All work and no play makes Jack a dull boy. It also hurts Jack's health and has a negative impact on his relationships and work life.
Today, there are more ways to overwork yourself than ever. And while refusing vacation time, eating lunch at your desk or never shutting off your work email might seem like good ways to impress the boss, they also could have dire consequences for your health down the road.
Researchers and psychologists have been arguing for decades about what constitutes "workaholism," and whether it is a disorder at all. Regardless, since the term started being thrown around in the 1970s, a mountain of evidence has piled up showing that workaholics display many of the same characteristics as those addicted to drugs or alcohol, such as compulsively engaging in behavior that is ultimately destructive.
According to a new study published in the Journal of Management, there is a significant difference between being engaged at work and being addicted to it. While the former is characterized by hard work because the worker is passionate about the job, the latter is often motivated by negative feelings like guilt and compulsion.
The problem is, workaholism is the rare mental health issue that can often have positive rewards in the short term -- namely, the praise of a happy boss. That's one reason psychologist Bryan Robinson once called workaholism “the best-dressed mental health problem.”
So if you're trying to wean yourself off your work addiction but just having a little difficulty, here are some things to keep in mind.
Not taking vacations hurts your career.
Americans left some $52.4 billion worth of unused vacation time on the table in 2013. That makes ditching vacation both one of the most costly and common ways Americans overwork themselves.
Workers that don't take vacation were also found to be less productive and score lower on performance reviews, a 2006 study found.
Three-quarters of American workers don't use all their vacation time, according to an August 2014 study.
Your brain needs breaks.
OK, so maybe you're good about vacations, but do you also leave time to take a break or two during the day? Giving your brain some down time is essential to increasing productivity. A recent study found that the ideal work-to-break ratio should be 52 minutes of work followed by a 17-minute break.
Eating lunch at your desk is bad for you.
For one, a lunch break is a perfect time to recharge your brain. But even just the physical activity of getting up and away from your desk can help improve productivity and stave off obesity. A recent U.K. study found that people who ate more meals at work were more likely to be overweight.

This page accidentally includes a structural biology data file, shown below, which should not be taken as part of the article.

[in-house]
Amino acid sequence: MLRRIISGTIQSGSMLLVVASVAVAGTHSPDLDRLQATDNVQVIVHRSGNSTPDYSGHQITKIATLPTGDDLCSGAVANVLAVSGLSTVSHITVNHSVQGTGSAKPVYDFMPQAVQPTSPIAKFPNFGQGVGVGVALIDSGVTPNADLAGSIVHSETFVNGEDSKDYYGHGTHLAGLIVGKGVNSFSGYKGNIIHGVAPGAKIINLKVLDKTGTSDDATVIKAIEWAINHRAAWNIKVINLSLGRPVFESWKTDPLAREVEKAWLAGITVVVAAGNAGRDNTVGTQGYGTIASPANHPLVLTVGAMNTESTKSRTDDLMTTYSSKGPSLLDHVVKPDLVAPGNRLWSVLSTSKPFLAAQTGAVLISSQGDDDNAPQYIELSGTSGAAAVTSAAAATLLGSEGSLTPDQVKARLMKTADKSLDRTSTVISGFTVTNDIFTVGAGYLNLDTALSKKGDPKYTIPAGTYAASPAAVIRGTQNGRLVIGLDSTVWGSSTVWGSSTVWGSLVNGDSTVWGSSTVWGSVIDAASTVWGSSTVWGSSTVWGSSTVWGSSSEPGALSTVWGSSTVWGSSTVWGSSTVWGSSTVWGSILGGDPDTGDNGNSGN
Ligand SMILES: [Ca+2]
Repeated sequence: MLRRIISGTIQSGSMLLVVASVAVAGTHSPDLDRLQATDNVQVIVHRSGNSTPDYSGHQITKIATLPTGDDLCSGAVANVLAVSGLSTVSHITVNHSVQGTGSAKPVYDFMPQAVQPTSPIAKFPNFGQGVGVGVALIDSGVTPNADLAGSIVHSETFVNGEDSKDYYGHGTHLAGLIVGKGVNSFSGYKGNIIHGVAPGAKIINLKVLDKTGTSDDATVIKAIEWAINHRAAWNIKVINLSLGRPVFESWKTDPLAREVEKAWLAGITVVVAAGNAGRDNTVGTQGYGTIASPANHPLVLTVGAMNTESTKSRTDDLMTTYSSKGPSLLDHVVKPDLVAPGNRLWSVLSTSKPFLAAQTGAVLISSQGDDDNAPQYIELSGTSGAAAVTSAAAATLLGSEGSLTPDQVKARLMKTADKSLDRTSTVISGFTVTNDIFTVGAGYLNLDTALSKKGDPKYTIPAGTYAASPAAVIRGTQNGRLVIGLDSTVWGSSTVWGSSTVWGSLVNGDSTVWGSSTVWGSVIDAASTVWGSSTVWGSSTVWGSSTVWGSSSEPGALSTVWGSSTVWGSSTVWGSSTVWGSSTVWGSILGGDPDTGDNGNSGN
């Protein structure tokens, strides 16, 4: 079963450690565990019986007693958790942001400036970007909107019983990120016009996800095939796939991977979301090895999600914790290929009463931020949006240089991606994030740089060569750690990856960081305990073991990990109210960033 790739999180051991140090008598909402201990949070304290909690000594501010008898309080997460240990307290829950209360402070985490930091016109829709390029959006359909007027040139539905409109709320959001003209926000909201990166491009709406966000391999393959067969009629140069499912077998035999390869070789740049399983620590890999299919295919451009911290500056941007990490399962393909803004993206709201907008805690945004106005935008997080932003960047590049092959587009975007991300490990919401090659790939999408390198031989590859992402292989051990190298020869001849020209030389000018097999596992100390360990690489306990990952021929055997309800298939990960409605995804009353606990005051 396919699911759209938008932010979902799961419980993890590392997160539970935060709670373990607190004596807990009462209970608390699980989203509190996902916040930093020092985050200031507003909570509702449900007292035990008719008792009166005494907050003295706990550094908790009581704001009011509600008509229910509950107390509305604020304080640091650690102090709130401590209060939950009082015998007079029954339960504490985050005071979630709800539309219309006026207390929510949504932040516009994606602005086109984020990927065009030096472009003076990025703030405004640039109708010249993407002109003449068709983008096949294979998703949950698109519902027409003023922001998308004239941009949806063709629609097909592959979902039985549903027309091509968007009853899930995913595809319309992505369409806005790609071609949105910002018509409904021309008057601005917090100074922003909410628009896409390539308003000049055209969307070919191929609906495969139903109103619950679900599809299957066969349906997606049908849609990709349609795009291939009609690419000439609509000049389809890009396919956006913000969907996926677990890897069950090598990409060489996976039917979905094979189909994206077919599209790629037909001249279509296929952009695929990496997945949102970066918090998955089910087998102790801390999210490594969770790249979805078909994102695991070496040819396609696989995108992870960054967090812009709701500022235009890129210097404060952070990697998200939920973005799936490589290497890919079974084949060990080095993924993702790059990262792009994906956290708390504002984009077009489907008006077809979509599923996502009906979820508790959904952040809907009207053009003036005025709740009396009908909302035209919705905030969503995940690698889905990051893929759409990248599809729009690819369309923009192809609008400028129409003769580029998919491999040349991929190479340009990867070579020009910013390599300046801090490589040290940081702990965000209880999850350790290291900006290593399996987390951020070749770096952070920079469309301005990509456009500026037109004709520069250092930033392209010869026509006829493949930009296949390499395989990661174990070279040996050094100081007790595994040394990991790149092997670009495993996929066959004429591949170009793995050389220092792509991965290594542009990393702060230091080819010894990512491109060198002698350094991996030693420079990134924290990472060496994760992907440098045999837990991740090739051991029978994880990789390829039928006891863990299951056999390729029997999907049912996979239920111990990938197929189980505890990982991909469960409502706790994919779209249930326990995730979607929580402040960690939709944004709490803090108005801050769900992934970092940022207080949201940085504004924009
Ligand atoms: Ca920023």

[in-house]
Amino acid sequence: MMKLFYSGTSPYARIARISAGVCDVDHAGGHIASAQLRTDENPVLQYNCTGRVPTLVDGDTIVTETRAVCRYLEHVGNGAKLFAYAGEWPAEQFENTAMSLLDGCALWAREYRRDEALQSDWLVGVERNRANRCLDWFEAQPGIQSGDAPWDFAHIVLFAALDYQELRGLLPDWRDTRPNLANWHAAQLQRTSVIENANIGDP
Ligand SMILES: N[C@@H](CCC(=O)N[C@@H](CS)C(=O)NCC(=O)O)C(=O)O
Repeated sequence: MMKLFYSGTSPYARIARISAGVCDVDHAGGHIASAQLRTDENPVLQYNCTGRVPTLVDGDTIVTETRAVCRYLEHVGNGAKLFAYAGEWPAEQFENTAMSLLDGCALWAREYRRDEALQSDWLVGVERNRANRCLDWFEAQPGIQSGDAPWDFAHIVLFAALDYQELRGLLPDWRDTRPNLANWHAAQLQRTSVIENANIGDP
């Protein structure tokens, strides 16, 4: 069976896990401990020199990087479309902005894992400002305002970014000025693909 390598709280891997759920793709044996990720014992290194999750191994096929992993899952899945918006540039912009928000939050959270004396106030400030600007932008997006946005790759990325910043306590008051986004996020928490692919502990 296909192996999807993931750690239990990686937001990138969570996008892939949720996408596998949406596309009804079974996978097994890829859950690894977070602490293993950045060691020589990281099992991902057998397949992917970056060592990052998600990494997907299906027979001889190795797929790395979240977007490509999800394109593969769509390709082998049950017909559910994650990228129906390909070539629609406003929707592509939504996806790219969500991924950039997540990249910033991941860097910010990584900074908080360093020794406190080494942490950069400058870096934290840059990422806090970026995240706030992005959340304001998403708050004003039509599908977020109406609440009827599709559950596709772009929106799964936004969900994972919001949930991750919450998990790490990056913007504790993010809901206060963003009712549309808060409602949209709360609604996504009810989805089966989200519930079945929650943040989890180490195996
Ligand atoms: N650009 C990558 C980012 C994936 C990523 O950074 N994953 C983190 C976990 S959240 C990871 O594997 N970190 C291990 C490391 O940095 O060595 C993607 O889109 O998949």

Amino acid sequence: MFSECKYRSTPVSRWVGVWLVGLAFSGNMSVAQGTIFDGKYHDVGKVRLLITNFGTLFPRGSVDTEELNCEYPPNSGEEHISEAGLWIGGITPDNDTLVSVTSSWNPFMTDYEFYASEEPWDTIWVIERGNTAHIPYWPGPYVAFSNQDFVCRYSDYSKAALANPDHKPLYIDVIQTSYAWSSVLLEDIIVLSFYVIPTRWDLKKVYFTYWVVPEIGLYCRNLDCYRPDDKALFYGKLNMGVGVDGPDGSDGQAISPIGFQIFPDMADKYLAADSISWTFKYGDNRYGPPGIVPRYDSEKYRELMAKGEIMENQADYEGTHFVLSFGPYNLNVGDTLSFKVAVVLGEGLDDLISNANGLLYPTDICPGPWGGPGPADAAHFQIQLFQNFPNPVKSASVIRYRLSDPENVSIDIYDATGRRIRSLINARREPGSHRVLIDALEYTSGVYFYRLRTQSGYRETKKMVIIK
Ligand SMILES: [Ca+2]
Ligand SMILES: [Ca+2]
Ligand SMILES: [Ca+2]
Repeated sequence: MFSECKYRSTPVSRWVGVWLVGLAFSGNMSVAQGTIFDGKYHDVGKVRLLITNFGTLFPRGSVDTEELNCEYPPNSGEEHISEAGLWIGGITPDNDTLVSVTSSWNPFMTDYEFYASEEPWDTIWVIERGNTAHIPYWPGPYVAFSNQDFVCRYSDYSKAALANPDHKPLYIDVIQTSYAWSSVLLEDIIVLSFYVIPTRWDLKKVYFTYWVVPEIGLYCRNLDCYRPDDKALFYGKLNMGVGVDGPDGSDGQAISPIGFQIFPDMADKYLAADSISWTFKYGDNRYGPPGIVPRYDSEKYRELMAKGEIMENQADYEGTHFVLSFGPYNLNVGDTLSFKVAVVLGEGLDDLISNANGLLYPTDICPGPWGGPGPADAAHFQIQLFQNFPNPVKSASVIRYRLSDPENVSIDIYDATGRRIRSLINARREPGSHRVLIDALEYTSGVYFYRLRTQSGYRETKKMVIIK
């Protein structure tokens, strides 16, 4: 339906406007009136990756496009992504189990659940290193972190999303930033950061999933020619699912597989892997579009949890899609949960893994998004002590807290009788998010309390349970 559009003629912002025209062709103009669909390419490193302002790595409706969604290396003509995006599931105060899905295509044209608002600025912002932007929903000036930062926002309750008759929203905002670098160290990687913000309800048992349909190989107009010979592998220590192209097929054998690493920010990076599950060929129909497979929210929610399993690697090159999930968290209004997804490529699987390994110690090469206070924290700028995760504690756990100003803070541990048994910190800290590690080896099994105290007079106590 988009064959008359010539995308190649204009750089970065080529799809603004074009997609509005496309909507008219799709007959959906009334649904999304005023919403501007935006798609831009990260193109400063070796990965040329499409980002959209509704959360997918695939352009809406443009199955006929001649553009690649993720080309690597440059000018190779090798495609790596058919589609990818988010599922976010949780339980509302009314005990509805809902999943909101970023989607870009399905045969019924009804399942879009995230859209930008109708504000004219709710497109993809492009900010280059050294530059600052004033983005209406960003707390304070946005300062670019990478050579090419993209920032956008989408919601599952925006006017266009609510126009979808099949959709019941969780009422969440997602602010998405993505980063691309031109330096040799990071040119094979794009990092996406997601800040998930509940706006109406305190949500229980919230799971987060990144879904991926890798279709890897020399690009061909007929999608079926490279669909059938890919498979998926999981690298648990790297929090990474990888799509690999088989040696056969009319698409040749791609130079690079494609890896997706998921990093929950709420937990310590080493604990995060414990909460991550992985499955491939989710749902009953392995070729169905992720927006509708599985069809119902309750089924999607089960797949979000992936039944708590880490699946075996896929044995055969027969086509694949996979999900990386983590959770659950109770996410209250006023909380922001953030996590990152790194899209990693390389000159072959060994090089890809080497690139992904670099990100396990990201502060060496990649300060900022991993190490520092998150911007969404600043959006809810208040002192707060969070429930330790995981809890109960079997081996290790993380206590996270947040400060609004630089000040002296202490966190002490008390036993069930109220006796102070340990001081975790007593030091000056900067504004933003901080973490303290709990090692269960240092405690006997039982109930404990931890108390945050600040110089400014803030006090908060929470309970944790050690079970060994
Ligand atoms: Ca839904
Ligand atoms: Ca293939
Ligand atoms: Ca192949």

What's more, experts agree that grabbing lunch with co-workers and clients can be a great way to network and further your career.
We don't need to mention that skipping lunch altogether is maybe the worst thing you can do.
Constantly checking email wastes your life.
No matter what you tell yourself, constantly being on your work email isn't helping your state of mind or your productivity. A 2012 study found that when workers were forced to take a five-day break from work email they experienced less stress and became more efficient at completing work tasks. The hiatus even led to workers having "more natural, variable heart rates."
Workers who answer emails late in to the evening were also more likely to be exhausted the next day and hence less engaged, two 2014 studies found.
You're probably hurting your relationship.
Being addicted to work can cause serious rifts between partners in romantic relationships. Since workaholism can be thought of in a similar way to substance addiction, workaholics often prioritize their job over their friends and family. For example, those addicted to work can leave a disproportionate amount of domestic duties to spouses who have a more balanced approach to their careers.
Marriages involving a workaholic are twice as likely to end in divorce, a 1999 study found. For those that stay together, the psychological damage can be considerable. Kids of workaholics have been found to experience greater levels of depression and anxiety than the children of alcoholics.
You can't keep it up forever.
In short, workaholics burn out. What may begin as simply spending a few extra hours at the office every week can quickly spiral into much more destructive behavior because workaholics don't take the time to give themselves a break, CNNMoney reports. All that nonstop activity can result in bad personal habits and ultimately lead to what one expert called "incapacitating ‘burnout.’”
Studies have shown that limiting workers to a 40-hour week is the best way to maintain long-term productivity.
It's bad for your co-workers and employers.
Having workers who take on too much stress, as workaholics often do, isn't just bad for the employee -- it's bad for companies and co-workers, too. Businesses lose an estimated $300 billion in productivity due to stress each year, according to the World Health Organization.
But that stress can also have collateral damage on co-workers. Since workaholics tend to be perfectionists, they can often put added -- and often unnecessary -- stress on their colleagues, according to experts.
And even worse for you.
In short, workaholism has been linked with a laundry list of disorders, including alcoholism, sleep problems, heart disease, depression and anxiety, weight gain, high blood pressure and even premature death.
The good news is there are resources available for those who feel they may be losing the ability to balance their personal and work lives. Workaholics Anonymous is a 12-step program based on the one designed for recovering alcoholics. It's just one of many ways people can learn to set clear boundaries between the office and the home, according to CNNMoney.